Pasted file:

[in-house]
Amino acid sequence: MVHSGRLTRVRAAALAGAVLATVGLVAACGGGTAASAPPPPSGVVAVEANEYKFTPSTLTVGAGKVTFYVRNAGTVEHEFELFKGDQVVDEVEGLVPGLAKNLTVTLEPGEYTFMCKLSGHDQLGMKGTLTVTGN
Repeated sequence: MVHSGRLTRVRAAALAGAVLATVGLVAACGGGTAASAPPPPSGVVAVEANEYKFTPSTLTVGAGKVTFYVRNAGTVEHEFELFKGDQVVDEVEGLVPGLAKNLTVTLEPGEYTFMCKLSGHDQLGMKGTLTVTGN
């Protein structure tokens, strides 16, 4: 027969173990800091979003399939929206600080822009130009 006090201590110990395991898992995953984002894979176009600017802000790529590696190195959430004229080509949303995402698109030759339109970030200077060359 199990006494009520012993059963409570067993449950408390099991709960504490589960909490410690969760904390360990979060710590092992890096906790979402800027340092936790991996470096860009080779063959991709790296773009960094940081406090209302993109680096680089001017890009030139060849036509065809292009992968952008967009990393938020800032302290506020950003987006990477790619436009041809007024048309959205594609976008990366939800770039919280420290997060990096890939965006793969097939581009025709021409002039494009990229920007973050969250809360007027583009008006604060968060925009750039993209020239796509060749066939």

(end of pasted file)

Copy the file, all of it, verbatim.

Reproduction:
[in-house]
Amino acid sequence: MVHSGRLTRVRAAALAGAVLATVGLVAACGGGTAASAPPPPSGVVAVEANEYKFTPSTLTVGAGKVTFYVRNAGTVEHEFELFKGDQVVDEVEGLVPGLAKNLTVTLEPGEYTFMCKLSGHDQLGMKGTLTVTGN
Repeated sequence: MVHSGRLTRVRAAALAGAVLATVGLVAACGGGTAASAPPPPSGVVAVEANEYKFTPSTLTVGAGKVTFYVRNAGTVEHEFELFKGDQVVDEVEGLVPGLAKNLTVTLEPGEYTFMCKLSGHDQLGMKGTLTVTGN
């Protein structure tokens, strides 16, 4: 027969173990800091979003399939929206600080822009130009 006090201590110990395991898992995953984002894979176009600017802000790529590696190195959430004229080509949303995402698109030759339109970030200077060359 199990006494009520012993059963409570067993449950408390099991709960504490589960909490410690969760904390360990979060710590092992890096906790979402800027340092936790991996470096860009080779063959991709790296773009960094940081406090209302993109680096680089001017890009030139060849036509065809292009992968952008967009990393938020800032302290506020950003987006990477790619436009041809007024048309959205594609976008990366939800770039919280420290997060990096890939965006793969097939581009025709021409002039494009990229920007973050969250809360007027583009008006604060968060925009750039993209020239796509060749066939």